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Dying in the line of duty
Sensemaker audio

Dying in the line of duty

Dying in the line of duty

Four police officers have taken their own lives since the Capitol riots in Washington DC in January, but their deaths are not considered “in the line of duty”. Why?


Transcript:

Claudia Williams: Hi, I’m Claudia – and this is Sensemaker.

One story every day to make sense of the world.

Today, the mental health crisis in American police forces and why their families are being left behind.

A warning, this podcast contains references to suicide.

*** 

At 2.38pm on the 6th January, Erin Smith received a text message from her husband.

It read: “London has fallen”.

It was a reference to a film, which follows a plot to assassinate world leaders as they attend a funeral in Britain. But Erin Smith’s husband wasn’t in London.

He was a patrolman who’d been deployed to defend the US capitol from a violent mob. 

[Clip of protesters at the Capitol riot on January 6th]

And not long after he sent that text message, Erin Smith’s husband was hit on his face-shield and helmet with a “flying object” during the Capitol riot.  

Despite being hit, he carried on working and after the riot, he was told to guard a hotel where members of the mob were staying. 

“This afternoon I announced a citywide curfew for the District of Columbia beginning at 6pm this evening going until 6am tomorrow morning…”

D.C. Mayor Bowser ordering a citywide curfew

But he began feeling pain in his neck and in his face and eventually, a sergeant sent him to check in at the Police and Fire Clinic.

After a few hours, Erin Smith’s husband arrived home with some ibuprofen.

But she says in the days after, her husband slipped into a deep depression. He became uncharacteristically angry, had no interest in walking their dog, and stopped his daily calls to his parents.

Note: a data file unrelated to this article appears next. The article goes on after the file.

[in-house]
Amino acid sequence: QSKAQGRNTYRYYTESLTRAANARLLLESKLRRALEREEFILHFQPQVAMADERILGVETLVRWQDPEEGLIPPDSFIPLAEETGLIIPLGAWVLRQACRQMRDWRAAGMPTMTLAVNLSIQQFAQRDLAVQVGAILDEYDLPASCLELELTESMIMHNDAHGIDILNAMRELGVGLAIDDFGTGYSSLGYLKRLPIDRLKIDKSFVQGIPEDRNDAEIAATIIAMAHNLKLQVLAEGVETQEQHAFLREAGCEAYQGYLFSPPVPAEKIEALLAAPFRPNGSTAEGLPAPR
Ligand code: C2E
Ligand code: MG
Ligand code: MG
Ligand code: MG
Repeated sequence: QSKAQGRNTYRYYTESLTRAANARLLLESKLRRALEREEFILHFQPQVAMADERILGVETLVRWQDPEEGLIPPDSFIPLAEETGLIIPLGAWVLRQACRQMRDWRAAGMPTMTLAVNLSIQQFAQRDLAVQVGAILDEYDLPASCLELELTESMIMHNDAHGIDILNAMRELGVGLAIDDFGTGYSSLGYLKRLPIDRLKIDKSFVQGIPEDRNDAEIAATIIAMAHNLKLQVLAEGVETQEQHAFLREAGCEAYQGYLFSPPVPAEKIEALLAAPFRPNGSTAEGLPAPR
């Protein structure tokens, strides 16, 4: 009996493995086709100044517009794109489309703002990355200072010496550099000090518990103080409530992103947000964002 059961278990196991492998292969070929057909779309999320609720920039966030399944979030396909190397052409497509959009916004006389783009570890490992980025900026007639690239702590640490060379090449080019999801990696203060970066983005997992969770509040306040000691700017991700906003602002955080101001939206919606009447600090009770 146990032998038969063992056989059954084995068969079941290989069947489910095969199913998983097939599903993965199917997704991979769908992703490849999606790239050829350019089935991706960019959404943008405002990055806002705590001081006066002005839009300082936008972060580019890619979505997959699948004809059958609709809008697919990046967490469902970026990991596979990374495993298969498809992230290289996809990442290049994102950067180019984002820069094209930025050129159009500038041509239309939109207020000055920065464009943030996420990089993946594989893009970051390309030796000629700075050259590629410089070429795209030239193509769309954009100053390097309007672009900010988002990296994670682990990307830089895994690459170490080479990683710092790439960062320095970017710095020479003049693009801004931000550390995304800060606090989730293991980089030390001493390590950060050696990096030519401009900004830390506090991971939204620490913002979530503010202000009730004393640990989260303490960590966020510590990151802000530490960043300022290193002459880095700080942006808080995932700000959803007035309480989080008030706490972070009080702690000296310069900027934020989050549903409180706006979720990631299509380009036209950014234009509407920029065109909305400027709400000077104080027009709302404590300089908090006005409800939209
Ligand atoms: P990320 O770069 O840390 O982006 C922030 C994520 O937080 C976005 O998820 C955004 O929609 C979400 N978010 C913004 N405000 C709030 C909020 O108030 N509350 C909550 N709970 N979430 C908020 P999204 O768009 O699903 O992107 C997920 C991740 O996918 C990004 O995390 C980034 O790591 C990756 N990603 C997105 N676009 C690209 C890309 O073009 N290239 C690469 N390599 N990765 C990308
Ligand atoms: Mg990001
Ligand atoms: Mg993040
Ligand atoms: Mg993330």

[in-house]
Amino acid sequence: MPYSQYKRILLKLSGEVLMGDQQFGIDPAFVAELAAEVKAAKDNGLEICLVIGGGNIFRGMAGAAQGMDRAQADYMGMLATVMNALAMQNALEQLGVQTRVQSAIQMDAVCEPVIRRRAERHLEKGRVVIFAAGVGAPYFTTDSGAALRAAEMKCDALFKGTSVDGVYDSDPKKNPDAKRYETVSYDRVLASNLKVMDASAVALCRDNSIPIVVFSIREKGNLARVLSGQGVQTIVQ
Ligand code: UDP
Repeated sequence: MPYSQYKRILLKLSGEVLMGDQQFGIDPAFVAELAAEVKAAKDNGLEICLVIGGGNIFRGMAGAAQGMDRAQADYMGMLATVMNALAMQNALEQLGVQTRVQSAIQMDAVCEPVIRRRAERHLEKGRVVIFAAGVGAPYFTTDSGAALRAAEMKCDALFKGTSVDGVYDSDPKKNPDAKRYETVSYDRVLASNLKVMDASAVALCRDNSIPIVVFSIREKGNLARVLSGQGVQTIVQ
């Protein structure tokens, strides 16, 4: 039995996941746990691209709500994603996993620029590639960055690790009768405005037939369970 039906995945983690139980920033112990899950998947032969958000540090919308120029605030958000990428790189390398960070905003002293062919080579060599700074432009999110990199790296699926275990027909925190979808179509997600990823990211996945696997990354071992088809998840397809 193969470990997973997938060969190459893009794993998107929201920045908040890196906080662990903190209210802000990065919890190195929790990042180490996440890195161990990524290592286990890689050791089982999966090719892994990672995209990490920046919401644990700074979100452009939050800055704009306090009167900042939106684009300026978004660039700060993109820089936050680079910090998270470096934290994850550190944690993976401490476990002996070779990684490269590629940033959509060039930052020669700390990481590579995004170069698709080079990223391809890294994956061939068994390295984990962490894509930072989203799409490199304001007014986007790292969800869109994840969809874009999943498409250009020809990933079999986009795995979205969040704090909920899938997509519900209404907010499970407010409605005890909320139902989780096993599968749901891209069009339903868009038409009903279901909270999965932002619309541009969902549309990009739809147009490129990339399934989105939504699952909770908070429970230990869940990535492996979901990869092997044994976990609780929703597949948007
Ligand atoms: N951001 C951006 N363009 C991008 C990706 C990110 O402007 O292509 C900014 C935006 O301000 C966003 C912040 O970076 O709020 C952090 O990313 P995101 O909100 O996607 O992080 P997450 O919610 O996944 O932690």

Despite all that, after another visit to the clinic, just over a week later, he was cleared for returning to work.

Erin Smith’s husband never made it back to work.

He shot himself in his car whilst driving on the George Washington Parkway on the way to his shift. He used his service weapon.  

***

He was the second officer to take their own life following the Capitol riot in January. And since his death, two more officers on the Capitol that day have also died by suicide.

Now it’s difficult to directly tie their deaths to the insurrection but congressional representatives believe that because of the mental stress caused by the riots their deaths should be considered job related. 

But under current law, death by suicide is not considered a “line of duty” death. And because of that, families of police officers who take their own lives aren’t given the financial benefits they’d get if an officer, had for example, been shot and killed by a suspect.  

So the Capital riots, and the tragic fact that now four officers there that day have taken their own lives, raises an important question: should these police officers be considered as dying in the line of duty?

***

“The world’s largest organisation for police says it’s fighting a mental health crisis with an increasing number of suicides by officers.”